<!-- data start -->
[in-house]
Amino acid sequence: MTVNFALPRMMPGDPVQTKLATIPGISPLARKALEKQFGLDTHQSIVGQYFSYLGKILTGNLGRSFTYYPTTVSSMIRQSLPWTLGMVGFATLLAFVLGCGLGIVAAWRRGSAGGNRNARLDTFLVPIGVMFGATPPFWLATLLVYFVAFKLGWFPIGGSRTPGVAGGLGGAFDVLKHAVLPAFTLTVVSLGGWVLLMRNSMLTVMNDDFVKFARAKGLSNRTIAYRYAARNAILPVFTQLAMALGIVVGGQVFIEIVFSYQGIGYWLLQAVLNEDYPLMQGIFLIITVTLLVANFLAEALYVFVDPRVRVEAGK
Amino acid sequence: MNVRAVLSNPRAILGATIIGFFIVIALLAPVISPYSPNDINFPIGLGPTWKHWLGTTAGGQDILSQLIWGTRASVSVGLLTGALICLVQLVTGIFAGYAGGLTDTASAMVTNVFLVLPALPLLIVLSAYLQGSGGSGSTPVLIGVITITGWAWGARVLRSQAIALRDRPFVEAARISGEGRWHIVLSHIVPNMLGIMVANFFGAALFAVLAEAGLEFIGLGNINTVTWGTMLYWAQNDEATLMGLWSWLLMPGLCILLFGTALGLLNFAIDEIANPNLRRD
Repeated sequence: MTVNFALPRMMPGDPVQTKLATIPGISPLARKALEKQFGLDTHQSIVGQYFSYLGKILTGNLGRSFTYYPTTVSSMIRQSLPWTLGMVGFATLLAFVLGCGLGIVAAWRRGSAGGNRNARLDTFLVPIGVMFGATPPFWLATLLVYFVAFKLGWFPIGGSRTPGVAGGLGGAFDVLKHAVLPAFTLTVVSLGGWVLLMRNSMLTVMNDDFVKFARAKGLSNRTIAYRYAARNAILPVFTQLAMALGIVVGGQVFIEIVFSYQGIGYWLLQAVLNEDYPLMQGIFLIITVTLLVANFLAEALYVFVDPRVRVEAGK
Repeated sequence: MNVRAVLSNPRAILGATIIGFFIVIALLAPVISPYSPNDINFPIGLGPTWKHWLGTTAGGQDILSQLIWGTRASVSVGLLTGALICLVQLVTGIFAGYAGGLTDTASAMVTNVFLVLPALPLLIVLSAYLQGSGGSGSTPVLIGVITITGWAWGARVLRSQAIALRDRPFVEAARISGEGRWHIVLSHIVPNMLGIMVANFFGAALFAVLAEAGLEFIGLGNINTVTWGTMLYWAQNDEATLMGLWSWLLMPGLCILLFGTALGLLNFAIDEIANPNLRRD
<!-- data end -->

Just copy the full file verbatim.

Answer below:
[in-house]
Amino acid sequence: MTVNFALPRMMPGDPVQTKLATIPGISPLARKALEKQFGLDTHQSIVGQYFSYLGKILTGNLGRSFTYYPTTVSSMIRQSLPWTLGMVGFATLLAFVLGCGLGIVAAWRRGSAGGNRNARLDTFLVPIGVMFGATPPFWLATLLVYFVAFKLGWFPIGGSRTPGVAGGLGGAFDVLKHAVLPAFTLTVVSLGGWVLLMRNSMLTVMNDDFVKFARAKGLSNRTIAYRYAARNAILPVFTQLAMALGIVVGGQVFIEIVFSYQGIGYWLLQAVLNEDYPLMQGIFLIITVTLLVANFLAEALYVFVDPRVRVEAGK
Amino acid sequence: MNVRAVLSNPRAILGATIIGFFIVIALLAPVISPYSPNDINFPIGLGPTWKHWLGTTAGGQDILSQLIWGTRASVSVGLLTGALICLVQLVTGIFAGYAGGLTDTASAMVTNVFLVLPALPLLIVLSAYLQGSGGSGSTPVLIGVITITGWAWGARVLRSQAIALRDRPFVEAARISGEGRWHIVLSHIVPNMLGIMVANFFGAALFAVLAEAGLEFIGLGNINTVTWGTMLYWAQNDEATLMGLWSWLLMPGLCILLFGTALGLLNFAIDEIANPNLRRD
Repeated sequence: MTVNFALPRMMPGDPVQTKLATIPGISPLARKALEKQFGLDTHQSIVGQYFSYLGKILTGNLGRSFTYYPTTVSSMIRQSLPWTLGMVGFATLLAFVLGCGLGIVAAWRRGSAGGNRNARLDTFLVPIGVMFGATPPFWLATLLVYFVAFKLGWFPIGGSRTPGVAGGLGGAFDVLKHAVLPAFTLTVVSLGGWVLLMRNSMLTVMNDDFVKFARAKGLSNRTIAYRYAARNAILPVFTQLAMALGIVVGGQVFIEIVFSYQGIGYWLLQAVLNEDYPLMQGIFLIITVTLLVANFLAEALYVFVDPRVRVEAGK
Repeated sequence: MNVRAVLSNPRAILGATIIGFFIVIALLAPVISPYSPNDINFPIGLGPTWKHWLGTTAGGQDILSQLIWGTRASVSVGLLTGALICLVQLVTGIFAGYAGGLTDTASAMVTNVFLVLPALPLLIVLSAYLQGSGGSGSTPVLIGVITITGWAWGARVLRSQAIALRDRPFVEAARISGEGRWHIVLSHIVPNMLGIMVANFFGAALFAVLAEAGLEFIGLGNINTVTWGTMLYWAQNDEATLMGLWSWLLMPGLCILLFGTALGLLNFAIDEIANPNLRRD